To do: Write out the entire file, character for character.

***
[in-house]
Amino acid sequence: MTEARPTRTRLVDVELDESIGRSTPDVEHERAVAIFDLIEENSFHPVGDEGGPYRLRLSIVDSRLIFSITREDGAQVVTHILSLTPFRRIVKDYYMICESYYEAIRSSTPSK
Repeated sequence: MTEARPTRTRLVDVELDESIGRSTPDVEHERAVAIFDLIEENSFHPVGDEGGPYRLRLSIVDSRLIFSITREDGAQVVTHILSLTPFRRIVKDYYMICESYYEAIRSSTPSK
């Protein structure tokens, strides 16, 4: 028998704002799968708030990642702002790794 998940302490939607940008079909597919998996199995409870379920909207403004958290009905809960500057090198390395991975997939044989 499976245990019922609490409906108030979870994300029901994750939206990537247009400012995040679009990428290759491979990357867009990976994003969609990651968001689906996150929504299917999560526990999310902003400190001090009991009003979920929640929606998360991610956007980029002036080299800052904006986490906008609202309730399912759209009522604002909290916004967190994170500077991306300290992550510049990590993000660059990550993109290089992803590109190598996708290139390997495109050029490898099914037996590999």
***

[in-house]
Amino acid sequence: MTEARPTRTRLVDVELDESIGRSTPDVEHERAVAIFDLIEENSFHPVGDEGGPYRLRLSIVDSRLIFSITREDGAQVVTHILSLTPFRRIVKDYYMICESYYEAIRSSTPSK
Repeated sequence: MTEARPTRTRLVDVELDESIGRSTPDVEHERAVAIFDLIEENSFHPVGDEGGPYRLRLSIVDSRLIFSITREDGAQVVTHILSLTPFRRIVKDYYMICESYYEAIRSSTPSK
């Protein structure tokens, strides 16, 4: 028998704002799968708030990642702002790794 998940302490939607940008079909597919998996199995409870379920909207403004958290009905809960500057090198390395991975997939044989 499976245990019922609490409906108030979870994300029901994750939206990537247009400012995040679009990428290759491979990357867009990976994003969609990651968001689906996150929504299917999560526990999310902003400190001090009991009003979920929640929606998360991610956007980029002036080299800052904006986490906008609202309730399912759209009522604002909290916004967190994170500077991306300290992550510049990590993000660059990550993109290089992803590109190598996708290139390997495109050029490898099914037996590999």